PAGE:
When you are half-listening to the news, and you hear that something is in the air that is especially dangerous to the young and the elderly, you expect to be told it is some kind of virus or plague. Yesterday, after weeks of secrecy, Senate Majority Leader Mitch McConnell unveiled the Senate "repeal and replace Obamacare" legislation. It is as bad or worse than expected and it is especially harmful to the young and the elderly. It is a plague upon the people of this country and the grossest act of public immorality in years.
"After weeks of working behind closed doors, and despite claims that the Senate would start over and develop its own legislation, there is very little that differs from the House bill," said Daughter of Charity Sr. Carol Keehan, president of the Catholic Health Association. "The small tweaks made in the newly released Senate bill do not change the fact that millions will lose their health care especially through a complete restructuring and deep federal funding reduction to the Medicaid program."
Medicaid is the joint federal-state program that provides health care to the poor. But, it covers 39 percent of all children and 64 percent of the elderly living in nursing homes. Medicare, the health care program for the elderly, only covers a few months of nursing home care after a hospital stay. Long-term care, which is insanely expensive, is paid for by Medicaid. Cutting Medicaid disproportionately harms the young who are poor, and there are a lot of them, and the elderly who are sick. In short, the GOP proposal is a variety of plague.
It gets worse. The cuts to Medicaid proposed by the Senate bill are needed to shore up protection for people with preexisting conditions after such protection was left murky in the House-passed bill. But, like the House bill, the cuts in Medicaid are really the result of something different, something that has nothing to do with the health of the American people: The GOP wants to roll back taxes on the uber-rich.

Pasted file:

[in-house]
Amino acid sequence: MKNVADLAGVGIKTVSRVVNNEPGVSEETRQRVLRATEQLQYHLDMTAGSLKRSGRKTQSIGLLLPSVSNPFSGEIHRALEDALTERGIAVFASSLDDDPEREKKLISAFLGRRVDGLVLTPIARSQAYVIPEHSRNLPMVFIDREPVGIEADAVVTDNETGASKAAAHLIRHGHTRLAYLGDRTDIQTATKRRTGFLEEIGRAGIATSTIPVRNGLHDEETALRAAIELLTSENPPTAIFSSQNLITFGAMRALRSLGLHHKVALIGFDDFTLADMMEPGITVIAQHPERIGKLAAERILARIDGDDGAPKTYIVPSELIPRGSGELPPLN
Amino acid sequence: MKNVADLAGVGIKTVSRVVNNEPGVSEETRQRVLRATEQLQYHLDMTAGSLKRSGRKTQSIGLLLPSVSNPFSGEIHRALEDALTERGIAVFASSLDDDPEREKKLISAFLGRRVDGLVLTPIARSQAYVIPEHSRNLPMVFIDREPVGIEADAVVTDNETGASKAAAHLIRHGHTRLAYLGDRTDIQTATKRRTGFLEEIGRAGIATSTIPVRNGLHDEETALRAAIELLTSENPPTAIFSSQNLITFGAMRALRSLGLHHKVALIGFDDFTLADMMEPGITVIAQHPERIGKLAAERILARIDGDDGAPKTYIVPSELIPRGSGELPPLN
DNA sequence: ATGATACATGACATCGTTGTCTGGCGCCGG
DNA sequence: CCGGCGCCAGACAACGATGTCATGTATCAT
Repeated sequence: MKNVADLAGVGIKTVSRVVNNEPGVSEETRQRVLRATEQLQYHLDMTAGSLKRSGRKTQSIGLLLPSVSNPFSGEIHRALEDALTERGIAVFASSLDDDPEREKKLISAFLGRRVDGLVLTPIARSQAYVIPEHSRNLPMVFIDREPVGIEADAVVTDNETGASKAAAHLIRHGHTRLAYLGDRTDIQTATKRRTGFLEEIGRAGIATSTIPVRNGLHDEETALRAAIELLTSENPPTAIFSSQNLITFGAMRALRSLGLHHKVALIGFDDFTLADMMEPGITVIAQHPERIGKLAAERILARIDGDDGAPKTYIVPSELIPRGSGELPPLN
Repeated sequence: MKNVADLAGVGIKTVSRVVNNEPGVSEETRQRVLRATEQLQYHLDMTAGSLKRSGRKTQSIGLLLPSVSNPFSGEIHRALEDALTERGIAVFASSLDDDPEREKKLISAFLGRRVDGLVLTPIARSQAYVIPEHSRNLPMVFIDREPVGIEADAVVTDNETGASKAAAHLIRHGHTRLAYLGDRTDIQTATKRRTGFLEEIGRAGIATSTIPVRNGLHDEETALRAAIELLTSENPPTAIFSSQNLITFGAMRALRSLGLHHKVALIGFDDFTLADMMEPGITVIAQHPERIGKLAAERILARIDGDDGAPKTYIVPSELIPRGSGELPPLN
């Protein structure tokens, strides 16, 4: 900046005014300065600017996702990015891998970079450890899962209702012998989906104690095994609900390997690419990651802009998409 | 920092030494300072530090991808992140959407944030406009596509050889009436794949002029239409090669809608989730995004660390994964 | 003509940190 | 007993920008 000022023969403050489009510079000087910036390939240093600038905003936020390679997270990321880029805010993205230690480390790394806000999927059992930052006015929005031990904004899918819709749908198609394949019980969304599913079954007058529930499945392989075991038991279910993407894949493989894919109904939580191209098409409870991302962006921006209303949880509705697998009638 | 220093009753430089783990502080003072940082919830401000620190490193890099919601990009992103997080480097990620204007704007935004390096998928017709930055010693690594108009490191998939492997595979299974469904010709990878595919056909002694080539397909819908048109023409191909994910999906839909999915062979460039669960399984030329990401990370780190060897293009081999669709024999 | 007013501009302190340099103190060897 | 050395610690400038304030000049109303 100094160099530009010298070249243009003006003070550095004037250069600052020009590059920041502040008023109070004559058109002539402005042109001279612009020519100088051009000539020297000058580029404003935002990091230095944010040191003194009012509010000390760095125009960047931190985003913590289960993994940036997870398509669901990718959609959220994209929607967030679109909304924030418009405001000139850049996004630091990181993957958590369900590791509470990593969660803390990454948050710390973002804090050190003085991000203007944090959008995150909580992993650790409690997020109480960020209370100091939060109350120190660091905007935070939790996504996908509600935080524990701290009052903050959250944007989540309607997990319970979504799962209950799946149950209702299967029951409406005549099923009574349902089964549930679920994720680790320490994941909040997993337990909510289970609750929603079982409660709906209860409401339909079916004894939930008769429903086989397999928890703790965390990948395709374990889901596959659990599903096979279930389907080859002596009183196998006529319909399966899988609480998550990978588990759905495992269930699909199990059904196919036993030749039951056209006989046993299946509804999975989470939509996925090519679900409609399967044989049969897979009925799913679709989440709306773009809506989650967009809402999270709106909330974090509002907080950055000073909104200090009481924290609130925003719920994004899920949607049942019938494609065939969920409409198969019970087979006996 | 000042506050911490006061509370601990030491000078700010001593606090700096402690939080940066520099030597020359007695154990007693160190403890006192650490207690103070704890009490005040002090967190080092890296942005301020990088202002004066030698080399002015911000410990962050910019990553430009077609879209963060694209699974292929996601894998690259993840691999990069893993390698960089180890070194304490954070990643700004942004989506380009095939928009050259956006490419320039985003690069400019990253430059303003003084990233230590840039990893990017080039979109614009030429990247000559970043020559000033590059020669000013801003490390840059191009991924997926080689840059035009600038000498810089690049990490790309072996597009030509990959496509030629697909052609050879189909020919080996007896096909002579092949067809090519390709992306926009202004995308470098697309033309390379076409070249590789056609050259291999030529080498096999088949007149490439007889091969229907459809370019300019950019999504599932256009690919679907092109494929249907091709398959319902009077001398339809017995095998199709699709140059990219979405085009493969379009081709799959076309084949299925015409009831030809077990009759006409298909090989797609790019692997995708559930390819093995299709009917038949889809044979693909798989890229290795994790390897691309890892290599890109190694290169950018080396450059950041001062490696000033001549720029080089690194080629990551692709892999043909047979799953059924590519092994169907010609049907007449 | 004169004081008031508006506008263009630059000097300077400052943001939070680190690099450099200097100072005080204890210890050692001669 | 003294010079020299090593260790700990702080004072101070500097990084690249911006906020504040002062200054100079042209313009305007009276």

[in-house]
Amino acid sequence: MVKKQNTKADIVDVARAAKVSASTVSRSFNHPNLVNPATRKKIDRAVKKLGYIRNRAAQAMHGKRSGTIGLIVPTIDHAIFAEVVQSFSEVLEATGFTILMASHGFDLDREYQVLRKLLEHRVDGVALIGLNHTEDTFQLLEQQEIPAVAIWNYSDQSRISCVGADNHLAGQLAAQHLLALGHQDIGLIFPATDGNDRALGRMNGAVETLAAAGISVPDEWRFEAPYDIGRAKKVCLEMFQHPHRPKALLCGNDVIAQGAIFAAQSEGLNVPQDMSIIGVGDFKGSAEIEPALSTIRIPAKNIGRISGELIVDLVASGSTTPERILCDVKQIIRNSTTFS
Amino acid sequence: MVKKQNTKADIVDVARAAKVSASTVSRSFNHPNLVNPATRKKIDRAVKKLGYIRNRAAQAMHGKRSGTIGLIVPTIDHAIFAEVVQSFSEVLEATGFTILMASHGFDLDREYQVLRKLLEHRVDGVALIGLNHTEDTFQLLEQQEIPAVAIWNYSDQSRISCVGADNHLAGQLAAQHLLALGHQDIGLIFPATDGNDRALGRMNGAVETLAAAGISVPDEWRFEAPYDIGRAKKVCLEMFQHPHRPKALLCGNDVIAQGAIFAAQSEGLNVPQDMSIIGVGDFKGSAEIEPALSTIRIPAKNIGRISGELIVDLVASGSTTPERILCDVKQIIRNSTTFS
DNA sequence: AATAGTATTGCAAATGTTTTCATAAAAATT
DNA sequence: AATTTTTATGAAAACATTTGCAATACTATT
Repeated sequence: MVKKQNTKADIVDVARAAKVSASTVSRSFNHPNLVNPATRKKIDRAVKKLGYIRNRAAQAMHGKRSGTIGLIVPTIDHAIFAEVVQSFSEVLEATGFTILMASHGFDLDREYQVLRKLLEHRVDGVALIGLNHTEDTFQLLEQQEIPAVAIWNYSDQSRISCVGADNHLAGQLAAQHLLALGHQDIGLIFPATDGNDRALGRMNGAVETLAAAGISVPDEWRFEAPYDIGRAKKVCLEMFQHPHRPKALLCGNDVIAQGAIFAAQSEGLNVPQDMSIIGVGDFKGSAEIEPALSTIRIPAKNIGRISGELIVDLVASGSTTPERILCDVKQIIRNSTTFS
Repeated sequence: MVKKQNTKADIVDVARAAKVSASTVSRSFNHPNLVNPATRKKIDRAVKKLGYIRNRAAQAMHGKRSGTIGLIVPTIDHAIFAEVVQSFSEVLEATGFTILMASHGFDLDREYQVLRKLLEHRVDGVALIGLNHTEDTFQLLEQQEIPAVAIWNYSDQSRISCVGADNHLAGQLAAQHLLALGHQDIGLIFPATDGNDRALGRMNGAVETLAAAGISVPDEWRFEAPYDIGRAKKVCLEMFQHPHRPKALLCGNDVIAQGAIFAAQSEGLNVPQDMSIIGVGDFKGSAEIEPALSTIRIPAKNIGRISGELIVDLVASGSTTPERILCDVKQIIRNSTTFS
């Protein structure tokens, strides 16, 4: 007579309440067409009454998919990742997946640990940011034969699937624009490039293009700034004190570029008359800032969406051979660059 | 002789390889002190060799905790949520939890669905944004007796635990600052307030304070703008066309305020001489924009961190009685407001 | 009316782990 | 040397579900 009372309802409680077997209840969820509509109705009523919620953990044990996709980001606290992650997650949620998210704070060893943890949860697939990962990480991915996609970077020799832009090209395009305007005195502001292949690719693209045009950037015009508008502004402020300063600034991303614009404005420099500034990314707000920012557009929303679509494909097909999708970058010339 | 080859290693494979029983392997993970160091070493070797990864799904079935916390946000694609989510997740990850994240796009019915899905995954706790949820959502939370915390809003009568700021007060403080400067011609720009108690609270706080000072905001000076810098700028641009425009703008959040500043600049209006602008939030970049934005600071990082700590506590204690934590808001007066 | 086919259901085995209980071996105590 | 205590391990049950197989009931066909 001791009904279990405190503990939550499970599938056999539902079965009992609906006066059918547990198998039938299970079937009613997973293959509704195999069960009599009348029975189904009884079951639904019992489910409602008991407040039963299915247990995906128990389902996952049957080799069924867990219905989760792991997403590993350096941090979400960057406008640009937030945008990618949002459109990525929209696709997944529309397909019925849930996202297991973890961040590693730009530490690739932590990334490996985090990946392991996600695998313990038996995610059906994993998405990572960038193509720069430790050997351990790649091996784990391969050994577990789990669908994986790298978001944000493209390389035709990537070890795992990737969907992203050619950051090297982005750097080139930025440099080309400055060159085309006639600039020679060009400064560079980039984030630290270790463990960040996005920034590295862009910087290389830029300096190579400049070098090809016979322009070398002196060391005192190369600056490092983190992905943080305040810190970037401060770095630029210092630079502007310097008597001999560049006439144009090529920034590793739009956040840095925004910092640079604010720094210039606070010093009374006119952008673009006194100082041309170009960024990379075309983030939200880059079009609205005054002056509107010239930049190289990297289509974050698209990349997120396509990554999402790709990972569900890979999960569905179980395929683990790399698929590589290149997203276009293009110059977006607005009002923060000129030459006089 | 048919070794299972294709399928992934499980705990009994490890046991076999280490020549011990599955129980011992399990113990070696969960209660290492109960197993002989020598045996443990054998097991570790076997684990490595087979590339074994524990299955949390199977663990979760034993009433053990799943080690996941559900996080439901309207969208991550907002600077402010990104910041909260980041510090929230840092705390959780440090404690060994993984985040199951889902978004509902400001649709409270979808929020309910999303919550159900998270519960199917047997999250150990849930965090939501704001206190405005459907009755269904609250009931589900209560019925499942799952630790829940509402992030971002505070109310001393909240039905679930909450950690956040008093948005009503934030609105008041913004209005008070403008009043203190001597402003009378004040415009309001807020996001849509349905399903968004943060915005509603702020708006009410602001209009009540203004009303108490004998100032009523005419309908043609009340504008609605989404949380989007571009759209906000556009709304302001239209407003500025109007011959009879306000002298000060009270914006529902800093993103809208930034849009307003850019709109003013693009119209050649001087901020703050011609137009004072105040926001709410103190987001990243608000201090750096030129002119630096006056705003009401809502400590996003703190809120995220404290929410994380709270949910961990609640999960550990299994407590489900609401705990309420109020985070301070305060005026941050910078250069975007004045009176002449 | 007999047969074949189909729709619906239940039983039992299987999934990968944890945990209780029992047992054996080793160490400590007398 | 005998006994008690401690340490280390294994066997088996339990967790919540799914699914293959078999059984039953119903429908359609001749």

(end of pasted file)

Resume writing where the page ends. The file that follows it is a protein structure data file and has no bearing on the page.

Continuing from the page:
We can all disagree about what is the best way to keep health insurance premiums down or extend coverage to more people. Certainly, some of the predictions made by those who voted for the Affordable Care Act have proven off-the-mark and the law needed some changes. What we cannot lose sight of is this: Both the House and Senate bills are exercises in Social Darwinism, a way to reward the wealthy and the healthy and to place heavier burdens on the poor. It is morally repugnant.
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It gets yet still worse. Recognizing that states should have some room to experiment, the ACA allowed them to apply for waivers from parts of the law if certain requirements were met. As Danny Vinik explains at Politico this morning, most of the requirements have been eliminated and now a governor and state insurance commissioner can request the waiver without authorization from the state legislature. This will only further the "race to the bottom" that will result from this bill, as more and more companies purchase lousy insurance from states that demand little in the way of basic coverage.
The Los Angeles Times put together a useful comparison of current law with both of the GOP proposals. The Congressional Budget Office will undertake a "scoring" of the bill: You will remember that the CBO projected the House bill would cause some 23 million people to lose their health insurance within ten years. This is unambiguously immoral.